The Mexican government kept 10% of the worker’s earnings in an “account” meant for them upon return. Few would ever receive those earnings. In the north, the US left the agribusiness in charge to self-regulate the program. It didn’t take long for the foreign workers to get exploited and deprived of the basic standards which were agreed upon. By the time service members began returning from the war, things went from bad to worse.
Fueled by racism and feelings that their jobs had been “stolen,” many in the US began tormenting the workers. The problem was especially bad in Texas, where they were spearheading the removal of Mexicans –– before the war even started. Despite housing facilities that processed and organized arriving workers, Mexican officials had to temporarily ban the state from receiving bracero labor –– fearing workers were in danger from violent racist attacks.

That racism was formalized in 1954, when the Immigration and Naturalization Service (INS) initiated “Operation Wetback.” It was named after the derogatory term suggesting people had illegally swam into the country via the Rio Grande. Their massive sweeps gathered as many Mexicans as possible and deported them to the nearest border. Over a million people were rounded up in the first year alone. Again, US-born Mexican-Americans and legal residents were often displaced to Mexico without warning or their belongings.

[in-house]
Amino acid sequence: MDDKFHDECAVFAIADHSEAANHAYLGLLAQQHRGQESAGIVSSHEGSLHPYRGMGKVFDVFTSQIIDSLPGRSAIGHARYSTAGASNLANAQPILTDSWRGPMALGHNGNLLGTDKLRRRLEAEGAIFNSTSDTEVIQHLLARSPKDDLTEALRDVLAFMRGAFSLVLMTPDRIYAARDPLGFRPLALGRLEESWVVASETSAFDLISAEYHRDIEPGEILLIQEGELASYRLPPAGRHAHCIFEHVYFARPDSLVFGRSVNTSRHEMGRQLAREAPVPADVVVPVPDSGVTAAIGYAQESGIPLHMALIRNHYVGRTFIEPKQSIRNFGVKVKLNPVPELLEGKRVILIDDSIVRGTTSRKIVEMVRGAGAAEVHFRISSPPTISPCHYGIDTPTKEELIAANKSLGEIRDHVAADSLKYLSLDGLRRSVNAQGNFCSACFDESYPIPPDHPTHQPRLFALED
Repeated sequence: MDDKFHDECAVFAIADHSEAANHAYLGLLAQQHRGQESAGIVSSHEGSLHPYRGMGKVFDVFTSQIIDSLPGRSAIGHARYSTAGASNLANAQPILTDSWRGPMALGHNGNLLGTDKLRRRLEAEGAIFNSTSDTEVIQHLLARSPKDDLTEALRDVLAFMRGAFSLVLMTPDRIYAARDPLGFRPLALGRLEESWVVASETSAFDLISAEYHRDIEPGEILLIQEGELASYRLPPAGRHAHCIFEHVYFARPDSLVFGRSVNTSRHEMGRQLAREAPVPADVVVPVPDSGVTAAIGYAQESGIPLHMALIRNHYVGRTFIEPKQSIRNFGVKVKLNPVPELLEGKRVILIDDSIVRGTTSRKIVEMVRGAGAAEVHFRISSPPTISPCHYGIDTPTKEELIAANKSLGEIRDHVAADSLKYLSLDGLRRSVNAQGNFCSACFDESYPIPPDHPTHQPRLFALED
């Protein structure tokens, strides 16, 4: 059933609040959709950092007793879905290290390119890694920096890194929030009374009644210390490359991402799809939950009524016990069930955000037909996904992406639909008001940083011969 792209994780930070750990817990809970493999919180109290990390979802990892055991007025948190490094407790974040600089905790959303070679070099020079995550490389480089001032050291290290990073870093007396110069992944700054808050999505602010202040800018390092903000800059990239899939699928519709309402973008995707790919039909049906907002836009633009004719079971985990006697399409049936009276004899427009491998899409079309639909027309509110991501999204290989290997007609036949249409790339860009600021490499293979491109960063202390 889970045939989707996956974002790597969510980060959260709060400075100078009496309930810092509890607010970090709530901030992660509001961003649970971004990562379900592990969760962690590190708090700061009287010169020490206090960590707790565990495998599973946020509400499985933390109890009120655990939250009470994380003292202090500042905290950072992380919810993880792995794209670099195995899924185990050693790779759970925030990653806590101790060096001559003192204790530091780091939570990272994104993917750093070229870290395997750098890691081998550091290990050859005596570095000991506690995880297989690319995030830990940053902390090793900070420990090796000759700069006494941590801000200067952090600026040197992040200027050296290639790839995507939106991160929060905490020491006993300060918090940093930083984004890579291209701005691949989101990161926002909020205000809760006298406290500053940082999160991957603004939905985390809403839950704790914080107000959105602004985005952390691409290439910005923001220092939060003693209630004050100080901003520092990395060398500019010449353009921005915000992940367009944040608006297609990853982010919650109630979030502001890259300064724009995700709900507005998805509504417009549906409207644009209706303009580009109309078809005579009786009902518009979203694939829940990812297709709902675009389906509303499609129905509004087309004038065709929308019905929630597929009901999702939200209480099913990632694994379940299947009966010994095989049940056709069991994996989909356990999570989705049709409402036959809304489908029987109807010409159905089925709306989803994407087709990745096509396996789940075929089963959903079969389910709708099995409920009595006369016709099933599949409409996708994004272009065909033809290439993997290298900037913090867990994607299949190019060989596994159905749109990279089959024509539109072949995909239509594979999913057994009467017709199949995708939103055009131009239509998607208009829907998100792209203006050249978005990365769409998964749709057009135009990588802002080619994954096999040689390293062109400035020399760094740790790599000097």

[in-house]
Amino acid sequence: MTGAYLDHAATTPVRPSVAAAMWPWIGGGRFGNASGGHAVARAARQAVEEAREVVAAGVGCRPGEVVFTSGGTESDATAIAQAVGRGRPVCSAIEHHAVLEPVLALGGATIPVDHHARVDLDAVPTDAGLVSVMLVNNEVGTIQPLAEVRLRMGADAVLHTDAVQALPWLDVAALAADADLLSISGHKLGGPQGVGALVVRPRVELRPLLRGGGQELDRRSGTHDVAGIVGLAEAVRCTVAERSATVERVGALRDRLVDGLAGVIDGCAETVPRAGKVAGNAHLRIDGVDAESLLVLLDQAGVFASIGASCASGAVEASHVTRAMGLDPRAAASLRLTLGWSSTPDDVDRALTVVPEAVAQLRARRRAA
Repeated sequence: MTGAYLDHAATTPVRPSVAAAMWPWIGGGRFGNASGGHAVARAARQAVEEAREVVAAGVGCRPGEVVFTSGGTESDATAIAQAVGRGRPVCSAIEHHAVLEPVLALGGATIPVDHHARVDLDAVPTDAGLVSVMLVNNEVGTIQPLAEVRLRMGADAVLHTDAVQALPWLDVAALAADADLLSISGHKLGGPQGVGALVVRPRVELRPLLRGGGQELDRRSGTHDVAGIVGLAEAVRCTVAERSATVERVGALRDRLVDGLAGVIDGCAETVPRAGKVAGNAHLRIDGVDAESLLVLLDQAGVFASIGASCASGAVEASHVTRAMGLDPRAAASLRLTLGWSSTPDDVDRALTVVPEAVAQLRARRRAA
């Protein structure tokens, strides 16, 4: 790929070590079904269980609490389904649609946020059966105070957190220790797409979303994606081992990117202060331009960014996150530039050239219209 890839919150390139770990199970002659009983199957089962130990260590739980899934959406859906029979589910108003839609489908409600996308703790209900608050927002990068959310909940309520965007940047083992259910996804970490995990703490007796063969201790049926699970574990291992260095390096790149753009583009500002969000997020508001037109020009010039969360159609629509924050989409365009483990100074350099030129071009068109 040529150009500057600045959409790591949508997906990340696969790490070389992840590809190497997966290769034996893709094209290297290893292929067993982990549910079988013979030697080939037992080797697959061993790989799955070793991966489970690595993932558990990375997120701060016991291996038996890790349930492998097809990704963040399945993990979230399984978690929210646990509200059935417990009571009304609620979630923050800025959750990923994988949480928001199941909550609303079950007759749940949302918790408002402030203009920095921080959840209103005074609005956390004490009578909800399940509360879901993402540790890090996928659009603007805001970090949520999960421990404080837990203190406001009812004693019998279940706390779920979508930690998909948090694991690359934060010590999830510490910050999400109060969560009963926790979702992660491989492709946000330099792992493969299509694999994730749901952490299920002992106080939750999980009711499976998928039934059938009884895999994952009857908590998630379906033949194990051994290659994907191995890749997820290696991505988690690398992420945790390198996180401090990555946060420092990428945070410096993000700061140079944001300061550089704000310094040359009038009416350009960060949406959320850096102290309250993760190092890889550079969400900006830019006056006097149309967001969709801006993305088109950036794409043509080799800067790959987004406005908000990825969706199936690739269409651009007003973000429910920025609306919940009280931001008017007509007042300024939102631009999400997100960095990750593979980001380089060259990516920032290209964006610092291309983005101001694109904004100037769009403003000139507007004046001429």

By 1964, the US stopped The Bracero Program and passed the Hart-Celler Act the following year. It removed the National Origins Formula, which was deemed to favor Protestant Northwestern European immigrants. While the Hart-Cellar Act was meant to improve the nation’s immigration system, it also limited entries from the “western hemisphere” for the first time. Generations of contributors who had been in the country for decades, even US citizens, were being forcibly removed and essentially locked out.
Simultaneously, Mexico began the Border Industrialization Program. The program lowered restrictions and duties for factories along its northern border. Mexico would trade one exploitative work agreement for another. This time though, it would be on the side of the border where INS was dropping off the rounded up Hispanics.